Reliance on the Owner/manager: Prudent Professional Behavior

By Bainbridge, D. Raymond; Paul, Jack W. | The CPA Journal, March 1995 | Go to article overview

Reliance on the Owner/manager: Prudent Professional Behavior


Bainbridge, D. Raymond, Paul, Jack W., The CPA Journal


Under what circumstances and to what degree should the independent auditor rely on the owner-manager (O/M) of a smaller entity where the O/M is dominant? The professional literature is ambiguous while research results indicate a dichotomy in audit approaches exists. No one has rigorously addressed the circularity issue-placing reliance on the O/M whose representations the auditor is to scrutinize and then using that reliance as a basis for challenging the O/M's representations.

Some argue that it is impossible to gather evidence about the O/M's integrity and rely to any substantial degree on the O/M. If so, an audit would be superfluous--bankers and other close-at-hand creditors would not need audited financial statements. These practitioners would place little or no reliance on the O/M, opting for a primarily substantive approach. On the other hand, the argument is made in paragraph 12 of SAS No. 55, Consideration of the Internal Control Structure in a Financial Statement Audit, that O/M involvement can supplant extensive accounting procedures, sophisticated accounting records, and formal control procedures. Similarly, the argument is made that reliance on the O/M is proper, primarily because the auditor "gets to know and trust the O/M's integrity." Those practitioners espousing this view would rely on the O/M and adopt a lower assessment of control risk approach.

We believe that most auditors would agree that detecting errors and employee defalcations is primarily a matter of employing careful and extensive audit tests. The essential problem is one of detecting management fraud or defalcations. Although fraudulent financial statements are not the norm, the possibility of material irregularities perpetuated by the O/M is a significant source of consternation given the extant litigious environment.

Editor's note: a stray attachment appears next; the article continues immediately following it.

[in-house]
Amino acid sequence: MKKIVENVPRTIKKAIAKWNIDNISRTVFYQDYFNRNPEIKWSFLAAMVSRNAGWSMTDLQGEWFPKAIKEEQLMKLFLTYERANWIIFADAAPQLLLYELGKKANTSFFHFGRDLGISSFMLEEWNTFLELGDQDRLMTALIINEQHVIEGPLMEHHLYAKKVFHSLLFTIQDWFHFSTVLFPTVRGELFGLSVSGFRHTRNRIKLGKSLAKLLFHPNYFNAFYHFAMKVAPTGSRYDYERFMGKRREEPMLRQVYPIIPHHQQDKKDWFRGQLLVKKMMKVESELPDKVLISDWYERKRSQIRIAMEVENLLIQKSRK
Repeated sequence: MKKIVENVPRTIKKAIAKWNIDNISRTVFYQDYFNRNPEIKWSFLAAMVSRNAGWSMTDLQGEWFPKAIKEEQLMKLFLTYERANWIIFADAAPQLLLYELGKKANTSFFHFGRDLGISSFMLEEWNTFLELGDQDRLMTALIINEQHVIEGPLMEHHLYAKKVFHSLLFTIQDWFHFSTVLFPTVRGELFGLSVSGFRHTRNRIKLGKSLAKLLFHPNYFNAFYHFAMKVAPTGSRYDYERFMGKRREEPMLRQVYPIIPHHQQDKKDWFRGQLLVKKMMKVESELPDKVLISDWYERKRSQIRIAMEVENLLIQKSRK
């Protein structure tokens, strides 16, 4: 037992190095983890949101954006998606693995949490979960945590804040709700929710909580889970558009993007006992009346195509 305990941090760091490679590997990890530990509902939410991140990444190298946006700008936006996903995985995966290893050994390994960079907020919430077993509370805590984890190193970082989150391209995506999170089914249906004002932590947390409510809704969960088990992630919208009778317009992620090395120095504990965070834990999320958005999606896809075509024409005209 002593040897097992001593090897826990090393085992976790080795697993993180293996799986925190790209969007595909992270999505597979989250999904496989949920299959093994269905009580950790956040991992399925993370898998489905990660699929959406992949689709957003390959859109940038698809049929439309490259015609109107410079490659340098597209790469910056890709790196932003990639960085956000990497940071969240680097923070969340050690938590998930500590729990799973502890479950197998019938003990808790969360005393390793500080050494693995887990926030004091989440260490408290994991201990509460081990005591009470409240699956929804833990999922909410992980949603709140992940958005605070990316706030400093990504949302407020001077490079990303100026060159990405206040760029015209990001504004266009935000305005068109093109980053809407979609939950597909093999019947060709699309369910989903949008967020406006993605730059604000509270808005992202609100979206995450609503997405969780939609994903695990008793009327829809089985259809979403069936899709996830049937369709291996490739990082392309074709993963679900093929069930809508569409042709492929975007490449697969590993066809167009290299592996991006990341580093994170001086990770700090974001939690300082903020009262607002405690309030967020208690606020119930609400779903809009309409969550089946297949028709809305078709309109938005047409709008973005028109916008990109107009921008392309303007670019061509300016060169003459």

We first analyze this issue in the context of current auditing standards with special attention given to the concepts of reasonable assurance, internal control structure, and audit risk. We then suggest a formal methodology to address the unique aspects of the small business audit.

Reasonable Assurance

SAS No. 53, The Auditor's Responsibility to Detect and Report Errors and Irregularities, paragraph 5, requires an assessment of the risk that errors or irregularities have caused the financial statements to be materially misstated. Additionally the audit must be designed to provide reasonable assurance that such material errors or irregularities are detected. If irregularities can be subdivided into two categories: management fraud and defalcations. These subdivisions relate to the purpose behind the fraudulent activity. The ostensible purpose behind management fraud is to render the financial statements misleading. An example cited in SAS No. 53 is the intentional misapplication of accounting principles. In the context of the smaller business audit, management fraud is ascribed to the O/M.

Defalcations a described in SAS No. 53 as the misappropriation of assets. If defalcations are encountered, either the O/M or the entity's employees will be involved in these activities. Although the outcome of management fraud and defalcations by employees may be the same--materially misstated financial statements--it is argued that employee errors and defalcations can be detected by careful and extensive procedures conducted either by an O/M, who is deeply involved in the day-to-day accounting options, or by the auditor. The remaining concern, of course, is management fraud.

The Control Structure

In the audit of a smaller business, the condition of the accounting records can be a major concern. The books and records constitute evidence in support of the entity's financial statements. The professional literature suggests, and our research confirms, that in the absence of adequate accounting records auditors will conclude that an entity's financial statements are not auditable.

Because of the relatively small number of employees and informal procedures, the auditor may be tempted to ignore the control environment and the associated effect on the recording of transactions. …

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